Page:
The first complication is that our economy does  not cope well with deflation.  We can probably cope with falling prices but falling wages are a different matter.  Very few people would willingly take a cut in income.  A further and more serious complication is that most of our money supply is based on debt and it is likely the owners of this debt would want  to be repaid in full in deflated money.  Instead of having economic utopia we could have economic chaos.

The second concern about falling oil prices is with what is happening in the real side of the economy.  Too often we evaluate economics only in financial  terms.  Sometimes this hides problems.

Probably the most serious economic problem is that we have used up the most easily accessible energy and mineral resources.  There are lots of these left on the earth’s surface but they are so difficult  and expensive to extract that it is no longer viable to do so.  This is bound  to have a profound effect on our economy, reduce the potential for economic growth and maybe force us into negative growth.  It could be that high prices for energy and mineral resources have messed up the economy so that we can no longer produce as many goods and services as we  were.   It may be the recent high costs of oil has contributed to its own reduced demand.

If this scenario is correct or even nearly correct then we are in for some serious economic problems.  It could be that falling oil prices are a leading indicator of a crisis.

This has been a difficult post to write because one does not want to witness the human suffering that will come with a prolonged economic downturn.

One further observation: Although headlines show the price of oil has been falling the news has been slow to reach the owner of our local gas bar.

 

If you liked this post your are invited to comment, press the like button and/or click  one of the share buttons. If you disagree you are invited to say why in a comment.  While I like the idea of sharing this platform, my personality is such that I don’t reply to many comments.

Let this time be not different

Please, let this time be not different.  Please let this recovery be the similar to all the previous recoveries.

I have just finished reading This time is different by Carmen M. Reinhart and Kenneth S. Rogoff.  They bring together statistical data on all the world’s known debt and banking crises and look for patterns that precede them.  Their title comes from people saying during each boom that there will not be another crisis because we now have knowledge and experience from previous crises and  “this time will be different.”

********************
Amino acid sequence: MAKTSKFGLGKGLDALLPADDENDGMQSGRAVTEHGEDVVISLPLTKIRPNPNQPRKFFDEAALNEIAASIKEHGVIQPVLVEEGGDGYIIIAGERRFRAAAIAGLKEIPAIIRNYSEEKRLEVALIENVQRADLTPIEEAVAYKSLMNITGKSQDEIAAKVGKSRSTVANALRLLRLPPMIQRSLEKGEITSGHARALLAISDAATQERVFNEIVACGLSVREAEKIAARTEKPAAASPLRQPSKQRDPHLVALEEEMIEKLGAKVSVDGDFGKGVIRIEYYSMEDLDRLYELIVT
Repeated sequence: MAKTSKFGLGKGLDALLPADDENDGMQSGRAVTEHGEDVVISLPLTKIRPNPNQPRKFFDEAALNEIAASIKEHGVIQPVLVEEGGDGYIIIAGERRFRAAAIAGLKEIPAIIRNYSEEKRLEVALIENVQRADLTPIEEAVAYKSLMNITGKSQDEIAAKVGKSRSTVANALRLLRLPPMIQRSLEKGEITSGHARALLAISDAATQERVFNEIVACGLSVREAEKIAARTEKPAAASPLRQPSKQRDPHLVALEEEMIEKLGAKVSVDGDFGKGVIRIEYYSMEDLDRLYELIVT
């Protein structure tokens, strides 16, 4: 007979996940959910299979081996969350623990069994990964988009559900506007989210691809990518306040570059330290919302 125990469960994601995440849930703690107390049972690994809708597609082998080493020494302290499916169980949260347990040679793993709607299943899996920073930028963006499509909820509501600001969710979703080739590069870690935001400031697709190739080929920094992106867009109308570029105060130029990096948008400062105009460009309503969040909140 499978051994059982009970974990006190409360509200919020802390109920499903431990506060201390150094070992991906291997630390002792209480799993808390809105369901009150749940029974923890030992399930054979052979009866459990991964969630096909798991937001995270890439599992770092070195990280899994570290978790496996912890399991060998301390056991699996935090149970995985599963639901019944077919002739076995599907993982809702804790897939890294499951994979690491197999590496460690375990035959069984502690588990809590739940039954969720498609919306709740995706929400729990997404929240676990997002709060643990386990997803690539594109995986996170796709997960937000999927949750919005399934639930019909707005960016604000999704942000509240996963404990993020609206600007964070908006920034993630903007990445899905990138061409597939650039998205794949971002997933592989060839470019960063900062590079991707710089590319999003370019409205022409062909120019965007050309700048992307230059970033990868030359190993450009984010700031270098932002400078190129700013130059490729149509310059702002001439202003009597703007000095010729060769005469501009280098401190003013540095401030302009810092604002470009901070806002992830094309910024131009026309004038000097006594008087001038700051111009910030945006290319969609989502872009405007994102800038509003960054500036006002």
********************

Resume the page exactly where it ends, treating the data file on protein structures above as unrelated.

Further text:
Following each crisis there has been recovery in which the economy has grown to a new high. For the sake of all the people who are suffering from the current crisis it would be good if this time is not different and we could have a full normal recovery.  It would be even better for the planet and our long-term well-being  if we could adapt our economy so that people would not suffer from zero or negative economic growth.

One of the things which is different for this recovery  is that the marginal cost of extracting energy, mineral and agriculture resources has increased.  We have used up the most easily available of these resources and those that are left take a lot more work to extract.  This is bound to limit the potential for further economic growth.  We should beware of believing economic growth can continue forever.

I think there is an element of truth in the Elliott Wave Theory which applies to economics as well as the stock market. This theory says ups and downs run in series of fives and after the fifth the overall trend reverses.  Within each up and down there are series within a series.  I don’t  know about the fives but I believe the economy is fractal in nature and that there can be major turning points.  We should not rule out the possibility that we have passed a major turning point and that for some time to come we will have a series of downs and ups with each down going even lower.

As I read this book I wondered how the crises impacted people’s lives.  How serious was the unemployment?  How did people cope with unemployment?  Who were the people who lost their savings from defaults or inflation and how did they cope?  Did some of the one percent find themselves joining the poor?